the wing camber and AOA both increase
Let's look at the lift equation:
$Lift$ = Air density x wing area x Lift Coefficient x V$^2$
Lift Coefficient factor can be expressed as airfoil type (camber) at a given AOA.
When you lower flaps (for that portion of the wing) camber and AOA are indeed both increased but... the wing is producing more lift at that speed, which would encourage the pilot to lower AOA for the entire plane. This is a good move to prevent tip stalls, but ...
Lowering flaps also increases drag, so more throttle is generally required to maintain airspeed.
Slats lower AOA when deployed but increase camber. We can see that putting flaps near the fuselage and slats near the wing tips is a great safety combination.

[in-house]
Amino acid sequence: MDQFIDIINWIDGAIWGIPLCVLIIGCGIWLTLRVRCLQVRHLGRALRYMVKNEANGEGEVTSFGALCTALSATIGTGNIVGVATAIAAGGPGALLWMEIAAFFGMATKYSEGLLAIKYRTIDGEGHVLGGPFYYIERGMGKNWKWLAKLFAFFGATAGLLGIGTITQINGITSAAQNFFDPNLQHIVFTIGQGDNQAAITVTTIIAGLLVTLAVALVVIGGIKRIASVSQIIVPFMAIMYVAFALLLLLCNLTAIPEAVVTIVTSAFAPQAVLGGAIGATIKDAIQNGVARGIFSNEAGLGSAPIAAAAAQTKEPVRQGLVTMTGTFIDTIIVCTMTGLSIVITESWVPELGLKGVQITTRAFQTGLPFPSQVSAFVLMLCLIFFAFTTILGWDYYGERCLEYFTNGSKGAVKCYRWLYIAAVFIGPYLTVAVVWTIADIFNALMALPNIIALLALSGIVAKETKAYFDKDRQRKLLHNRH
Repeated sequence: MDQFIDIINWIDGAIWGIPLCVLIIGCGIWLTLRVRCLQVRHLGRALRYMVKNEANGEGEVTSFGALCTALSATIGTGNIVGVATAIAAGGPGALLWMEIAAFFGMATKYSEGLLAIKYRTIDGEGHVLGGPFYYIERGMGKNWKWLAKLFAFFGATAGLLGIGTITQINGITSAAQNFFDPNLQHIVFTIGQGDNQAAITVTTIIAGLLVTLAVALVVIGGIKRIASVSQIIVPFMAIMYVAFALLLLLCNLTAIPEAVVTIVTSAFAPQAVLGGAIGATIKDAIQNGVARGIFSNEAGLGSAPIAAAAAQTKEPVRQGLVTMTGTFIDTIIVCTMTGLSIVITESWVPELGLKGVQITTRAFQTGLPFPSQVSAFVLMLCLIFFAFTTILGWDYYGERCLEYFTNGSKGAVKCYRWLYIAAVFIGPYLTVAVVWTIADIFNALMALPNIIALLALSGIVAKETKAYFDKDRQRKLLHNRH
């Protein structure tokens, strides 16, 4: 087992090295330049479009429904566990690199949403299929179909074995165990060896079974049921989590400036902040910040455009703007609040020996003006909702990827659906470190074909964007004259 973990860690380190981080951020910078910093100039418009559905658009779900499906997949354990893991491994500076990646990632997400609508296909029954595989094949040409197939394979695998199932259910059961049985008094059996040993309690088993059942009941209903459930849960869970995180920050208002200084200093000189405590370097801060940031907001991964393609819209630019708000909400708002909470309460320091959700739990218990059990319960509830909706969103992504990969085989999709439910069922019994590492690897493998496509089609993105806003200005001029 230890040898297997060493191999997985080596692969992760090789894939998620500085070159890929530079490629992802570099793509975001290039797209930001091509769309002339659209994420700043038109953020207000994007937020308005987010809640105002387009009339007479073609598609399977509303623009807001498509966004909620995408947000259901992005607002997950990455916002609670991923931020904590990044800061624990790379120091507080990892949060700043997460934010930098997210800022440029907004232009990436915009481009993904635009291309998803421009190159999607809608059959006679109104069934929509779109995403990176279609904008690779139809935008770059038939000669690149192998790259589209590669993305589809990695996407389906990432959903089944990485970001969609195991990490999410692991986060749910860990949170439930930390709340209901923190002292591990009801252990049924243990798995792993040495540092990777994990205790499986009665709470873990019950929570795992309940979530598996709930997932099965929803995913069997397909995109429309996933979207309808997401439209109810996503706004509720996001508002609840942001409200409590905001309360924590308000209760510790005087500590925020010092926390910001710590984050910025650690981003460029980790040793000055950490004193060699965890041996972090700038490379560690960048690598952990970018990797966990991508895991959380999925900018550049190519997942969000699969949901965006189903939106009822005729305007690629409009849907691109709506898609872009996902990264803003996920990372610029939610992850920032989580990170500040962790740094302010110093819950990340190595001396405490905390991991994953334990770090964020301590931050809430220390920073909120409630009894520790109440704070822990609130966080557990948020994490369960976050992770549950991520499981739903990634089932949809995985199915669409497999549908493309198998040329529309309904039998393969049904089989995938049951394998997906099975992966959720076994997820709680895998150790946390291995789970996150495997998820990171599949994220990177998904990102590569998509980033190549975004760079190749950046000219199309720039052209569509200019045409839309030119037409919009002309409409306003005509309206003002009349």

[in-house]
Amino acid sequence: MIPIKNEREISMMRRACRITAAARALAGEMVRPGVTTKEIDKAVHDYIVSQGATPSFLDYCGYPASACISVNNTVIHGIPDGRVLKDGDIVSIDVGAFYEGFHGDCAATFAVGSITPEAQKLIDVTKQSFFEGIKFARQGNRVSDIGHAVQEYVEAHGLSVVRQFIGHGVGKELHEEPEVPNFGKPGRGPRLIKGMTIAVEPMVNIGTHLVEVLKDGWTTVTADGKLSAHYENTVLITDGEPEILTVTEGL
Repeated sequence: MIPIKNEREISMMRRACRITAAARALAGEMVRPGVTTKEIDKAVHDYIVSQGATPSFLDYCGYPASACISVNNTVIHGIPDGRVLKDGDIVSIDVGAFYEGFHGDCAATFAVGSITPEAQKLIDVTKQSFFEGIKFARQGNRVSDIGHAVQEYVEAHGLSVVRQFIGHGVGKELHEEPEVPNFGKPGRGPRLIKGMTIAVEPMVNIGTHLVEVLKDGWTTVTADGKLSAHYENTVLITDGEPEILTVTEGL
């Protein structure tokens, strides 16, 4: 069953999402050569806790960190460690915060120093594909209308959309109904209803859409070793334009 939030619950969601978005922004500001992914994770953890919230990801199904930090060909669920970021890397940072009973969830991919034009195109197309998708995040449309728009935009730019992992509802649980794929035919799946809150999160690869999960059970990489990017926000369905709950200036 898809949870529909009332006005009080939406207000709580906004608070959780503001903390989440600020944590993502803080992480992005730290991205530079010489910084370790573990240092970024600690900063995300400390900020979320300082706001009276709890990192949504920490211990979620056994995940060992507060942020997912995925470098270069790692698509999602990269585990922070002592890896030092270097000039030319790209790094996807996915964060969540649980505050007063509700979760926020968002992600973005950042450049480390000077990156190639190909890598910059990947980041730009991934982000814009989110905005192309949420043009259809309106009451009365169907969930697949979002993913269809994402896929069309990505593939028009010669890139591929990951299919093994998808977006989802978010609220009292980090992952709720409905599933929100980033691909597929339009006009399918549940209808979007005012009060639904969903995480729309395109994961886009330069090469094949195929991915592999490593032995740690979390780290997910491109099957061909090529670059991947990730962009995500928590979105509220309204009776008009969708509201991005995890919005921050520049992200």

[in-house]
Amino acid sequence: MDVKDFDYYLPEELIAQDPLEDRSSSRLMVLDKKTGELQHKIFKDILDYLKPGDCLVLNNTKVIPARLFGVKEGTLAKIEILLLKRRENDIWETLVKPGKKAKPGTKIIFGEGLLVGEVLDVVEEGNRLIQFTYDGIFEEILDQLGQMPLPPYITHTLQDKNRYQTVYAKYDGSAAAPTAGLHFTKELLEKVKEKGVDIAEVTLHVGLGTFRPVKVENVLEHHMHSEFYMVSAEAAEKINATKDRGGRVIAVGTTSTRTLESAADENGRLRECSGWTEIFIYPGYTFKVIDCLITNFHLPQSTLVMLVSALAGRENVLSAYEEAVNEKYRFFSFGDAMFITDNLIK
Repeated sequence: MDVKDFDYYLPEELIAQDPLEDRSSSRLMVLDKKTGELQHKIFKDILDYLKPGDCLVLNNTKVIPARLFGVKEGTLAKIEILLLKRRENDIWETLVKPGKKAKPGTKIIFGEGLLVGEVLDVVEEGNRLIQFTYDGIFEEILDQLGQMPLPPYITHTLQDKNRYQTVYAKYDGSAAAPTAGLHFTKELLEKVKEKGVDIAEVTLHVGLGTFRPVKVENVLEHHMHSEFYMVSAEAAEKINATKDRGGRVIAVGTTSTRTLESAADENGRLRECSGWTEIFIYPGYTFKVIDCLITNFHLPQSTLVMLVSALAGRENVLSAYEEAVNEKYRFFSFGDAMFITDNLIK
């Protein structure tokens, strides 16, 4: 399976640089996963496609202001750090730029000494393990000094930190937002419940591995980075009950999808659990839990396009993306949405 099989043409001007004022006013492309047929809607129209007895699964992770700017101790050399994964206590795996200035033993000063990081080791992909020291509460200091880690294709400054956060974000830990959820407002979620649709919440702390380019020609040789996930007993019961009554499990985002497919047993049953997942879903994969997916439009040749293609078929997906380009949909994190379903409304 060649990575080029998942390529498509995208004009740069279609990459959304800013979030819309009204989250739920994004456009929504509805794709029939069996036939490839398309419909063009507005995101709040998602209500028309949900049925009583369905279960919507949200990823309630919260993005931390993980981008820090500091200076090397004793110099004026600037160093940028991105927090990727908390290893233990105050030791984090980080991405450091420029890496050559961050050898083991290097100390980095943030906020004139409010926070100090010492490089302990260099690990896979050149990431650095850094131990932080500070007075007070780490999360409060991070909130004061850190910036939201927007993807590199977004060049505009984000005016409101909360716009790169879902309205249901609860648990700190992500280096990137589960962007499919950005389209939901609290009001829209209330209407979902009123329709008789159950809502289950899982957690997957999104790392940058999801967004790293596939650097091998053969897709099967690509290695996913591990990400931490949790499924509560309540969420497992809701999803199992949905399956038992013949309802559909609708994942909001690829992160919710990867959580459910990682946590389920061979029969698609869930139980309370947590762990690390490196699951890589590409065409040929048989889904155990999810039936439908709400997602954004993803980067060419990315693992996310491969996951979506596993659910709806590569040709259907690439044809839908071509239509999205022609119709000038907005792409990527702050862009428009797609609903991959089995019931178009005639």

Earlier aircraft (and many models) use "wing washout" for the same effect. The benefits of retractable slats and flaps are that: at higher cruise speeds "pulling them in" yields an improvement in fuel consumption efficiency from less drag.
increase AOA and critical AOA?
Better said that flaps will lower your stall speed (which you do not want to be near at low altitude) due to increase in camber. For example, when aborting an approach to landing with flaps, avoid the temptation to yank the nose skyward to climb out. Add power. At higher flaps settings, your stall angle relative to the horizon may be lower than with flaps up.
Significant increases in critical AOA can be had with leading edge slots, but again with significant drag penalty, requiring more power.